Sometimes it's not always easy to identify how we feel, especially if we're affected by low mood or depression.
Our mood meter is designed to quikcly gauge how you're feeling and what steps you can take to either maintain or improve your mood. It's important to remember whether you would assess yourself as happy or in crisis, there are people close by to support you be they family and friends or mental health services.
How many times have you described yourself as manic or having had a manic day?
Whilst the word has come to mean frantically busy, mania is a psychological state characterised wild, over excited or deranged behaviour.
Manic Depression, or Bipolar Disorder to use its correct term, is a form of mental health issue where the individual experiences extreme mood swings.
Well this week saw Encompass Dorset embark on a long awaited journey.
As many of you may be aware a number of our services are being transformed, moving away from registered care homes to smaller supported living schemes or as we see it, settled accommodation. As part of this process we realised that if we wanted to offer the people we support improved living spaces with the security of tenure a tenancy offers we wanted to ensure they had greater control over their support.
A common misconception regarding people with learning disabilities is that they think or feel differently to us. They may see the world differently but that's true of everyone. Experience defines our reality. Individuals with learning disabilities are just people with a different set of challenges to overcome. They should be treated no differently than anyone else.
The word abuse has a lot of connotations attached to it and the vast majority, thanks to an uncaring media, are all sexual in nature.
The truth is that abuse can cover a host of behaviours and whilst many would argue there are dozens of different types, they all fall into ten distinct classifications.
Mental health issues can hit anyone at any time regardless of their race, religion, sexuality, education, employment or social status. It is as indisriminant as any illness you care to name and it effects millions of people the UK every single year.
But what is the impact of mental health, especially issues that are either left untreated or are treated once the challenges have become severe? Check out our latest infographic to find out.
If you’ve had depression at some point in your life you’ll know full well that there are bad days.
Actually ‘bad day’ is a bit of an understatement but it’s a useful catch-all term to communicate to others that you’re struggling without going into detail.
Those are the days when you feel like you’re alone in an ocean and at any moment the current is going to pull you under.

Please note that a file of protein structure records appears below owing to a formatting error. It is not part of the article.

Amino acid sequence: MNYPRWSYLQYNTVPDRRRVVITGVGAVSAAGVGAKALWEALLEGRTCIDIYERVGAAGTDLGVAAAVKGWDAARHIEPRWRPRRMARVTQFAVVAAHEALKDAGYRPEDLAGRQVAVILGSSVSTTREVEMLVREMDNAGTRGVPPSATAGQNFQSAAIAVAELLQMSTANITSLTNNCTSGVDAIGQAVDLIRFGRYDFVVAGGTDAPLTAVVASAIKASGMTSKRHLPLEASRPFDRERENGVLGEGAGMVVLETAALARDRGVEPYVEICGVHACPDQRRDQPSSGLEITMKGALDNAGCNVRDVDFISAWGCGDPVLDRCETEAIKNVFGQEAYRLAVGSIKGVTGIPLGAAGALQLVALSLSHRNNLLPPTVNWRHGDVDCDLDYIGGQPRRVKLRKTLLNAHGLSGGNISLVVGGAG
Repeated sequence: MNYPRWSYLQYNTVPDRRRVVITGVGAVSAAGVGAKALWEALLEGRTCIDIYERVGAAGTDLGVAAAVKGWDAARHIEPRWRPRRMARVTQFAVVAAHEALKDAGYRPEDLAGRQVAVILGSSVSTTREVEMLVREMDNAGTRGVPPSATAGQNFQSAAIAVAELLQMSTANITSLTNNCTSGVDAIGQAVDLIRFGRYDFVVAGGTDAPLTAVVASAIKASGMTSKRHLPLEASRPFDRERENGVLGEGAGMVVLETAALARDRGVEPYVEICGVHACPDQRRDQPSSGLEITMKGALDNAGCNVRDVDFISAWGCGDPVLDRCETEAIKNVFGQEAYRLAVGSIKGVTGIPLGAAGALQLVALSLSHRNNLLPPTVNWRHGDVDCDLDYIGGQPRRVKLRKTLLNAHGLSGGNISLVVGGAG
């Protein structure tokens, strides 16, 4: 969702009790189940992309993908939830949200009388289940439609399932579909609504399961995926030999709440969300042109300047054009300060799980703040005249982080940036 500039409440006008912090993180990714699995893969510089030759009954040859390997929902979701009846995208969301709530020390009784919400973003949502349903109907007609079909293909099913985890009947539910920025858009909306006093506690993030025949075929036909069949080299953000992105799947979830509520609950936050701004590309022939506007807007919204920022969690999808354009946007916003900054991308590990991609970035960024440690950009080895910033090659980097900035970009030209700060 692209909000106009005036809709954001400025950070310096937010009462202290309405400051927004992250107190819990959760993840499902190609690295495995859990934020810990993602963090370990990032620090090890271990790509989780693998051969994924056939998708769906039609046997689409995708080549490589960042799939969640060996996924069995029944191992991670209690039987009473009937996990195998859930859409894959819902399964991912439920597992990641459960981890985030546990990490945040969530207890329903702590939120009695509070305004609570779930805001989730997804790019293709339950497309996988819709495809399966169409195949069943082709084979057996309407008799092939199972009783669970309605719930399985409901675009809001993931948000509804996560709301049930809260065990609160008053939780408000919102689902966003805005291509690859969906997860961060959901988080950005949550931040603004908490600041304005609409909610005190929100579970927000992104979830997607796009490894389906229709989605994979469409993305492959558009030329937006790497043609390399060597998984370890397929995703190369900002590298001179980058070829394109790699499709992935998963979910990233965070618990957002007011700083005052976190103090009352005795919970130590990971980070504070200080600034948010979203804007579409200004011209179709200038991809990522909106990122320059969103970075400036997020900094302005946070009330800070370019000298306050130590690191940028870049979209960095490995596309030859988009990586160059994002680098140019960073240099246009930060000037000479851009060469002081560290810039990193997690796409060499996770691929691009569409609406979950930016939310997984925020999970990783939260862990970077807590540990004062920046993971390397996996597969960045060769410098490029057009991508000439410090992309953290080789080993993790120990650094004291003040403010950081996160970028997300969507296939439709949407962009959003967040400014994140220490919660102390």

Those days are bad days.
Learning disabilities bring with them a great many challenges.
Some a physical, some are developmental.
Whatever the individual faces, they have to adapt and cope as best they can to a world inherently ill-suited to them. This can lead to feelings of low worth, isolation and marginalisation.
Fortunately help is available in the form of products and services that empower the individual to lead a fulfilling life.
However, where things get really challenging is communication.
Cerebral Palsy is arguable one of the most widely known physical conditions in the world. Although an umbrella term that covers a variety of conditions, roughly one in four hundred people are born with the condition,
The condition can be caused prenatal, but trauma during birth, lack of oxygen to the brain and meningitis can all cause the condition to develop.
The condition is also more common in high risk pregnancies, pregnancies with multiple births and in babies with low birth weights (or very premature).
Coping with depression, anxiety or any other mental health issue is hard.
Harder still is recognising you’re experiencing that issue and being brave enough to do something about it.
This cannot be understated.
Admitting to yourself and to those closest to you that you’re experiencing some difficulties is no small thing and should be commended.
Once you’ve given voice to these challenges you then need to decide what happens next.
In some cases the challenges are simply too severe for you to decide on your own, and that’s fine. Your family, medical and mental health services are all there to support you in making the right decisions for your care.
Assuming that isn’t the case, you are presented with a few choices.